Last month, President Bush saluted the famed Tuskegee airmen as they received the Congressional Gold Medal, affirming that the sacrifice and service of African-Americans had finally been granted its place of honor in the nation's remembrance of World War II. But Hispanic Americans of the Greatest Generation are still battling for acknowledgment, and their fight has now embroiled celebrated documentarian Ken Burns and PBS television.
Emmy-award winner Burns is noted for TV series chronicling everything from the Civil War to the histories of jazz and baseball, but it's his new opus on World War II that has earned the ire of Latino groups. The 14-hour film War, set to air in September, focuses on the lives of 40 Americans in four U.S. cities Waterbury, Conn.; Mobile, Ala.; Luverne, Minn.; and Sacramento, Calif. And the fact that not one of the 40 subjects is Latino that has Hispanic veterans' groups and politicians crying foul.
In a recent NPR interview, Burns said the series had included the voices of Japanese-Americans and African-Americans because theirs had been "an amazingly different kind of American experience." That only further angered critics. "We are not going to tolerate this omission," said Antonio Morales of American GI Forum after a meeting with PBS officials.
There are no definitive numbers for what proportion of the 16 million Americans who served in World War II were Latinos. The D-Day World War II Museum in New Orleans has put the number at 250,000-500,000, but since there was no designation on military forms for Hispanic only Black and Asian the real number is hard to determine, museum officials acknowledge. But there is no question Latinos served honorably and bravely.
One of the leading critics of Burns' film is Maggie Rivas-Rodriguez, a University of Texas journalism professor who has been leading a decade-long effort to collect the oral history of Hispanic contributions during World War II. She was alerted to their contribution as a journalist covering Mexican-American civil rights groups, many of whose leaders had been World War II veterans.
"The Latino experience is really rich and very unique. We are very disappointed," Rivas-Rodriguez said. "This is the story of not only our parents, our grandparents, but our tios and tias. This is not a Puerto Rican issue, not a Mexican issue, not a Cuban issue, but all Latinos and Latinas. This is one of the few times we all agree on something."
As criticism mounted in Latino media, Burns issued a statement saying he was "dismayed and saddened" by an assumption that anyone was intentionally excluded. "For thirty years we have made films that have tried to tell many of the stories that haven't been told in American history" and he went on to ask viewers to "refrain from passing judgment on our work until they have seen it."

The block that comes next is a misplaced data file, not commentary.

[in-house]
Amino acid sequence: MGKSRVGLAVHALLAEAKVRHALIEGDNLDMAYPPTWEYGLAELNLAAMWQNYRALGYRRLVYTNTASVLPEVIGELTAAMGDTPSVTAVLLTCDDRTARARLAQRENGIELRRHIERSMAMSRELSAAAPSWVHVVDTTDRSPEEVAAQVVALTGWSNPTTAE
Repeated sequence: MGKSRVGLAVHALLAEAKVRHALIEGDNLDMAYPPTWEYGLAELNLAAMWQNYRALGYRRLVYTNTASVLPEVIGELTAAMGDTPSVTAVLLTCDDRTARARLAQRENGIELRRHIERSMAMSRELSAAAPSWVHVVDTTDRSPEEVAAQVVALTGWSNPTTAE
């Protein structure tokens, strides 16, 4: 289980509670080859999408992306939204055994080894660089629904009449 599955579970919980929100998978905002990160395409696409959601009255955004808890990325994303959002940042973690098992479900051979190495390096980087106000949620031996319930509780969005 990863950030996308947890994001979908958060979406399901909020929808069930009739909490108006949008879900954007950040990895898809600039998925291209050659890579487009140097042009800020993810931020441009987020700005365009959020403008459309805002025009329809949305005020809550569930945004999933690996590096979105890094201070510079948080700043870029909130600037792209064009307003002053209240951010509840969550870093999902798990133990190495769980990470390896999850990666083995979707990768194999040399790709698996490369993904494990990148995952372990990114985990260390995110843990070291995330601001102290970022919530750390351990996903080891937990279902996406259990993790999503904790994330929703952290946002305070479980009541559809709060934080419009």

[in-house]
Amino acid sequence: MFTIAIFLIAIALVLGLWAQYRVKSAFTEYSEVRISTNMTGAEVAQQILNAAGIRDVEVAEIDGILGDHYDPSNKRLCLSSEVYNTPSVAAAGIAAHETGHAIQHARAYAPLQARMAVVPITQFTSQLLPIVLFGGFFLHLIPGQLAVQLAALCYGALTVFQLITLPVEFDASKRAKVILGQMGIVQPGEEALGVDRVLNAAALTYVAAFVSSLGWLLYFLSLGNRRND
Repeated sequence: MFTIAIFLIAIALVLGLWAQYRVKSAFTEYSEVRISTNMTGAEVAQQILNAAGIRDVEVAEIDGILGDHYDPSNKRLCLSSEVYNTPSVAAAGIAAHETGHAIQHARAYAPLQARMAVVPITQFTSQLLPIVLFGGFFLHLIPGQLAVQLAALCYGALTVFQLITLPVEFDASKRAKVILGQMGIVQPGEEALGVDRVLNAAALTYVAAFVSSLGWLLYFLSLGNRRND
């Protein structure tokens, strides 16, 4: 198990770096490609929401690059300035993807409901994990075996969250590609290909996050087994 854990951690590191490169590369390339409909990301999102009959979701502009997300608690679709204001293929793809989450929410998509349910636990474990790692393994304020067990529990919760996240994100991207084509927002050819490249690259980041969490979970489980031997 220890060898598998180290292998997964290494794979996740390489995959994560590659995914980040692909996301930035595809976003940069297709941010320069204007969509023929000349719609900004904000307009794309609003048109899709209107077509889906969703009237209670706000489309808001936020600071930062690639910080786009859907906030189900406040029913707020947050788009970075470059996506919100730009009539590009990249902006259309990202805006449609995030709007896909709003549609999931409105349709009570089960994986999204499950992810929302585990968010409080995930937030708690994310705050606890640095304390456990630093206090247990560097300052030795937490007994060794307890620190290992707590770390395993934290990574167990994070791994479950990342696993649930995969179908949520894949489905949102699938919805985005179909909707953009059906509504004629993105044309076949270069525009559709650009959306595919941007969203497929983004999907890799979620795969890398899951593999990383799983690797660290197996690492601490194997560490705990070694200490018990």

But Rivas-Rodriguez points out that too often the Hispanic experience has been ignored or reshaped in modern media: The 1960 movie Hell to Eternity was based on the experiences of Navy Cross winner and Hispanic U.S. Marine Guy Galbadon, but when Hollywood told his story, Jeffrey Hunter played him as a blue-eyed Italian-American.
PBS had announced plans for "an unprecedented national community engagement campaign" to encourage local programming and educational outreach efforts to accompany Burns' series. But critics are pushing for more. "We can't continue to produce our own documentaries that only we watch," Rivas-Rodriguez said. "If a documentary purports to be an American experience we need to be in that."
The Congressional Hispanic Caucus has added its weight to the criticism of the publicly funded network, and PBS has responded saying it is taking the "situation very seriously" and is "now working intensively to determine how best to proceed and have made a commitment to respond to Latino leaders soon."
There was no shortage of material if Burns had chosen to include Latino subjects: A quick glance at the University of Texas web site U.S. Latinos and Latinas and World War II reveals the stories of numerous veterans, from farm-worker families in South Texas to famed members of the so-called Aztec Eagles, the 300-member Escuadron 201. The Eagles were an all-Mexican expeditionary force, organized after Mexico declared war on the Axis powers, which trained in the U.S. and then flew combat missions in the Philippines. Only five members of the squadron are still alive and one of them, pilot Reynaldo Perez Gallardo, nicknamed "Pancho Pistolar" after a Disney character, tells his story on the website. For critics of Ken Burns' latest effort, the point is that stories such as those of Gallardo should become part of the national memory when America honors its Greatest Generation.